HALACHAH: There is a practical difference between the various opinions. If a Berachah is mid'Oraisa, then when one is in doubt whether or not he has already recited the Berachah, he must repeat it (Berachos 21a). The SHULCHAN ARUCH (OC 209:3) rules in accordance with the Rambam's opinion (a) that the only Berachah one must recite when in doubt is Birkas ha'Mazon.
However, the MISHNAH BERURAH adds that the Acharonim recommend that if a person is in doubt whether he recited the Berachah me'Ein Shalosh, he should satisfy the opinion of the Rishonim who require that the Berachah be repeated and eat more until he is once again obligated to recite the Berachah.


QUESTION: Rebbi Yishmael teaches that one should not involve himself exclusively in Torah learning and ignore all worldly endeavors. Rather, one should "practice worldly endeavors in them" ("Hanheg ba'Hem Minhag Derech Eretz"). What does it mean to practice worldly endeavors "in them"?
ANSWER: The NEFESH HA'CHAYIM (1:8) explains that one's worldly pursuits should be done while one is still involved in and thinking about Torah.
Similarly, the MISHNAS AVOS (a commentary on Avos written by Rav Yosef ben Yehudah Ibn Eknin, a disciple of the Rambam) to Avos (4:10) asserts that even while a person finds himself involved in non-Torah matters, he should think Torah thoughts in the recesses of his mind.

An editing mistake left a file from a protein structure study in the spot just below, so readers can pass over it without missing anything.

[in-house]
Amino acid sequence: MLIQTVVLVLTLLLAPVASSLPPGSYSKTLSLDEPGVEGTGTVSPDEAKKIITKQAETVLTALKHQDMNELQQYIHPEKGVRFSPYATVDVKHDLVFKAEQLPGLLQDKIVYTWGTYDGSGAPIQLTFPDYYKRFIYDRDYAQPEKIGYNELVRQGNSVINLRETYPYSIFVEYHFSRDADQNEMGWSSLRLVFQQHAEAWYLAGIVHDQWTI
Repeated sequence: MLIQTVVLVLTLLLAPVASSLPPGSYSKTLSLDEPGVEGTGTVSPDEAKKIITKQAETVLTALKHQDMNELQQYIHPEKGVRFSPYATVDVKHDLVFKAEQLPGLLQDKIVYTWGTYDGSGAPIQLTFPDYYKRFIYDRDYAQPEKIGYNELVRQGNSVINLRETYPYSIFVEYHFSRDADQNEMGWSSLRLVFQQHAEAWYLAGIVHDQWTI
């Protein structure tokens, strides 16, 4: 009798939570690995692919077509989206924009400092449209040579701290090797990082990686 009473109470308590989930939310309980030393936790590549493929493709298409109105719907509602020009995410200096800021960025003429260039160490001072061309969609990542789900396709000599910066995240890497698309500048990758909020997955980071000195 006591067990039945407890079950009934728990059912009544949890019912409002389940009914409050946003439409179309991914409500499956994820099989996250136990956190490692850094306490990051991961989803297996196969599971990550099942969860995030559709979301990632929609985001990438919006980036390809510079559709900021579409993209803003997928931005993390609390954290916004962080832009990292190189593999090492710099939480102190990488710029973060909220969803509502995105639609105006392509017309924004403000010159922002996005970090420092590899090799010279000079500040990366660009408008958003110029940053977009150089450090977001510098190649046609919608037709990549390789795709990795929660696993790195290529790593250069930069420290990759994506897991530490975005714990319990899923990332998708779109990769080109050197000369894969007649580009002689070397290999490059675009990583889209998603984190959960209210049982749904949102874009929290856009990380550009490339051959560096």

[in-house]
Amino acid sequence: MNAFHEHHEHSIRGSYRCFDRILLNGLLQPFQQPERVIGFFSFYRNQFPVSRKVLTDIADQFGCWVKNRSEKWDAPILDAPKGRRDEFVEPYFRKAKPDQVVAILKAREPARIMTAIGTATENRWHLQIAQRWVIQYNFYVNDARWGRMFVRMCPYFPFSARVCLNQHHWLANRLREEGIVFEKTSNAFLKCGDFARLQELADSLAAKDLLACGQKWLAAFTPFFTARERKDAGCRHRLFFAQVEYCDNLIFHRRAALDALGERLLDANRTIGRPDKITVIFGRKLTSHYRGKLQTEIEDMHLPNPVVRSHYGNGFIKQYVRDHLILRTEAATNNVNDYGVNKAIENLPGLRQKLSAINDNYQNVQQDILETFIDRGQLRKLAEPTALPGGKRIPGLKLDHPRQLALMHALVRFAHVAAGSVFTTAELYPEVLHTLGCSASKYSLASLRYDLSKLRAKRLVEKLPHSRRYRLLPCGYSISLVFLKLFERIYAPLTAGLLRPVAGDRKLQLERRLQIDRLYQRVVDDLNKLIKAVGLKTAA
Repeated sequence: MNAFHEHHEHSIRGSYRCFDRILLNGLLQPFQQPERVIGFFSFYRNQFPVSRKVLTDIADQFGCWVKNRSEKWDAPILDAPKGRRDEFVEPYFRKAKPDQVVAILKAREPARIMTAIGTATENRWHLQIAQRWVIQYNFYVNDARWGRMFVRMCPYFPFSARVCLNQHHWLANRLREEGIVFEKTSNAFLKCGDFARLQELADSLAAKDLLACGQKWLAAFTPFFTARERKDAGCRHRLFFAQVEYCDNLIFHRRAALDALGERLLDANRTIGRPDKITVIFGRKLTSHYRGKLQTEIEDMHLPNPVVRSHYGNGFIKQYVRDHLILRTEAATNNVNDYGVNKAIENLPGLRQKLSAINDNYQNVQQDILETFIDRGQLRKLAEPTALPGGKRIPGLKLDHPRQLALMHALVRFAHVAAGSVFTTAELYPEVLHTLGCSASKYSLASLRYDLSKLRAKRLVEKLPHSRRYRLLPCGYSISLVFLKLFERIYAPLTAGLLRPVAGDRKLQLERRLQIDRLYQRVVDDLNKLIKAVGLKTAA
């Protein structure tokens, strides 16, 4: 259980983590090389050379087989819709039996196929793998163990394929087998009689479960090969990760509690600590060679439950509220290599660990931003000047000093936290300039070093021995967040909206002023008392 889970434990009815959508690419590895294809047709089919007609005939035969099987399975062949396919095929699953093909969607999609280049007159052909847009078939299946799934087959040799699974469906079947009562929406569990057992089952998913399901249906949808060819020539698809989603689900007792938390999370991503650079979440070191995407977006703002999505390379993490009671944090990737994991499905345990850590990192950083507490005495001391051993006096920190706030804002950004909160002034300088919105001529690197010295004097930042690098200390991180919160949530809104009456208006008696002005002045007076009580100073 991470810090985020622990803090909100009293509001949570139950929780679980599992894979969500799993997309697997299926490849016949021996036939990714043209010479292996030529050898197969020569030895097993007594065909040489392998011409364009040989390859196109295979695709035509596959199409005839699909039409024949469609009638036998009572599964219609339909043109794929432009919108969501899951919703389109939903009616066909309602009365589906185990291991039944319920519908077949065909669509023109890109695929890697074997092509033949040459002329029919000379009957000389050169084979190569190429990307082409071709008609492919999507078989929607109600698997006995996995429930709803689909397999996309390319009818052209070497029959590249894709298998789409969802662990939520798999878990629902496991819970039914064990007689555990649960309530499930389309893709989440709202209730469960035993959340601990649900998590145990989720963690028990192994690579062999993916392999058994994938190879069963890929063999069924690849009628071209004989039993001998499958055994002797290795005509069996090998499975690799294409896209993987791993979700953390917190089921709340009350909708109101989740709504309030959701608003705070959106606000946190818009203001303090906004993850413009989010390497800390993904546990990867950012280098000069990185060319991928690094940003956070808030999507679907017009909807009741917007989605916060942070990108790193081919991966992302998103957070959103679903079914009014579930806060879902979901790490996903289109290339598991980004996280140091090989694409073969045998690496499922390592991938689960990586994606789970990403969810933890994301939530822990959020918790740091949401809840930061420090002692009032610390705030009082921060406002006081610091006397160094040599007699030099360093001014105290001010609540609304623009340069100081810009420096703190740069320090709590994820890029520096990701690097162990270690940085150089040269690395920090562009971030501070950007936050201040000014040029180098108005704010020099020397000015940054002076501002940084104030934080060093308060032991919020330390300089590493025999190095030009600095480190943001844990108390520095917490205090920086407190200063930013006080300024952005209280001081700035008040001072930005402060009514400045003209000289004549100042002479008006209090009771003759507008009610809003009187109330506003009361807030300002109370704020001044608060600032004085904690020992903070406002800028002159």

The SEFER HAFLA'AH, in his introduction (para. 35; see also his introduction to Sefer ha'Mikneh, para. 32), elaborates further. How will a person ever succeed in business, asks the Hafla'ah, if his mind is always preoccupied with Torah? The answer is the verse, "Know Hash-m while you go about your ways, and He will make your paths straight" (Mishlei 3:6). If one thinks thoughts of Torah while he works, Hash-m will see to it that his business prospers. Similarly, the verse says, "Happy is the person... who desires Hash-m's Torah and ponders His Torah day and night... he will succeed in all that he does" (Tehillim 1:1-3). A person does not need to worry that his concentration on Torah thoughts will cause him to fail in worldly endeavors.
This is also the way the Nefesh ha'Chayim (in Ru'ach Chayim to Avos 2:2) explains the Mishnah's statement, "Torah is proper when accompanied by worldly activity." Even while one is involved in worldly activity, it is proper for him to think about Torah.
QUESTION: Rebbi Shimon teaches that the verse, "You will gather your grain" (Devarim 11:14), refers to people who are not fulfilling the will of Hash-m (to their utmost -- Tosfos DH Kan b'Zman). They must tend to their own grain, rather than wait for others to gather it for them.
Rebbi Shimon's interpretation of the verse is very difficult to reconcile with the context of the verse itself. The paragraph begins, "If you carefully obey My commandments that I command you today, to love Hash-m and serve Him with all your hearts...." How can the continuation of this paragraph be referring to people who are not properly fulfilling Hash-m's will? (MAHARSHA, AHAVAS EISAN in the Ein Yakov, and others)